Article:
The story of The Human League’s humble beginnings to its meteoric rise is the modern day take on a fairy tale. After a falling out with Martyn Ware and Ian Craig Marsh (who would go on to form Heaven 17), lead singer Phil Oakey was left without a band, and in desperate need of recruiting new members to record an album. He discovered teenagers Joanne Cathedral and Susan Ann Sulley after seeing them dancing at a nightclub in Sheffield. With his new lineup, they went into the studio and recorded the album Dare. Fourth Single, Don’t You Want Me (urban legend has it Oakey originally protested its release, but finally relented), with its high gloss, big budget video would bring The Human League international acclaim and become one of the top selling singles of the year. After an absense of 10 years, they have released a new album, Credo, that is a sorta return to their Dare era sound.

We arrived at the theater shortly after doors had opened and were able to get to the front center stage without any problem (an advantage of seeing English synthpop artists in America). Opening act, Men Without Hats took the stage at 8:30pm. Lead singer, Ivan Doroschuck came out wearing a leather biker outfit and wore a …gasp…HAT and pranced around the stage while performing hits such as Safety Dance, I Like, Pop Goes the World and Where Do The Boys Go?. He was received warmly by the crowd who appreciated his energy and enthusiasm. At times problems with sound caused me and the floor to vibrate, and these technical sound difficulties would foreshadow later problems that nearly derailed a highlight performance from The League.

The Human League took to the stage at 9:30pm. We liked the mod white stage and equipment (even the microphones and stands were white) and minimal staging. They began the set after some mood music with new single, Never Let Me Go, which had their kaleidoscopic trippy video playing on a huge projection screen behind them to great effect. This was followed by two early classics, Open Your Heart and a personal favorite of ours, Sound of the Crowd.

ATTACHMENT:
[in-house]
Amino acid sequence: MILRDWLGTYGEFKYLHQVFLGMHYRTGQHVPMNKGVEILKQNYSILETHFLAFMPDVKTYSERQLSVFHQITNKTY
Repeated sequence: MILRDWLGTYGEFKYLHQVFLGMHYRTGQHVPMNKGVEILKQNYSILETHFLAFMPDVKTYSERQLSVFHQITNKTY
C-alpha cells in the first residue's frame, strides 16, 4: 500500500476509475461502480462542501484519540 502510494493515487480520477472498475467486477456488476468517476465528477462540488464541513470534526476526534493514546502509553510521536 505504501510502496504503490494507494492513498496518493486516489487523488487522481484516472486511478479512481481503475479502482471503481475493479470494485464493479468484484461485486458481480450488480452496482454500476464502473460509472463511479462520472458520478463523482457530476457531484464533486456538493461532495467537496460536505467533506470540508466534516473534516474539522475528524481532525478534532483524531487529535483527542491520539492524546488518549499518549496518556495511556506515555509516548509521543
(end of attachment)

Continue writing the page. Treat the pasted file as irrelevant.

Although the crowd was appreciative, the next few songs weren’t met with the same level of frenzy as Empire State Human, a fan favorite, which got the crowd dancing. This was followed by lead single, Night People, off of their new album, Credo.

Things took a dramatic change, after Oakey asked the audience to sing along to fan favorite, (Keep Feeling) Fascination, when a malfunction with the speakers caused the sound (particularly bass) to be reduced dramatically. Oakey was visibly shaken, but took things in stride, pacing the stage and shooting daggers at the sound technician while the girls adopted a “the show must go on” attitude and got the audience singing. It was a beautiful moment, where the artist and audience were united and determined not to let it ruin the performance. The problems with sound were only temporary and by the end of the song, the sound was back to normal, which was just in time for their biggest hit, Don’t You Want Me, that had the audience singing and hanging to every word (yes, I freely admit I was singing, “I was working as a waitress in a cocktail bar”).

I was worried that with the sound problems, there may not be an encore, but The Human League did not disappoint and came back out to perform the single that started it all, Being Boiled and the not technically, but still League aligned, Together In Electric Dreams, which upon reflection seemed like the perfect closing to a perfect evening spent in electric dreams.

Set List
Never Let Me Go
Open Your Heart
Sound of the Crowd
Heart Like A Wheel
The Lebannon
Empire State Human
Night People
Love Action
All I Ever Wanted
Tell Me When
Mirror Man
(Keep Feeling) Fascination
Don’t You Want Me
Being Boilded
Together In Electric Dreams

I just want to give a special thanks to my sister Allison for taking photos and being the perfect concert buddy and for The Human League who gracially met us and fans after the show. They were very genereous with their time and allowed us to take pictures.

Concert Review: Erasure. L’Amour For the Old, A Little Respect For the New
Concert Review: Orchestral Manoeuvres in the Dark
Concert Review: Tom Hadley of Spandau Ballet

Where Are They Now: 80’s Artists
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Concert Review: Erasure. L’Amour For the Old, A Little Respect For the New

September 14, 2011

Synthpop pioneers, Erasure gave a croud-rousing, jump-in-the-air performance last night at Terminal 5, the first of two NYC shows in support of their new album, Tomorrow’s World. Suprisingly, I had never been to an Erasure concert before, although this wasn’t intentional – I love this band! I met up with friends also attending and when we arrived at 8:30pm,  Frankmusic was already taking his final bow (I really ought to plan better next time). I was excited at the possibility of reliving memories through song and curious to hear their new material since the album hasn’t come out yet (but you can hear the first single here). Would I be impressed? Would seeing them now after all these years be worth the wait?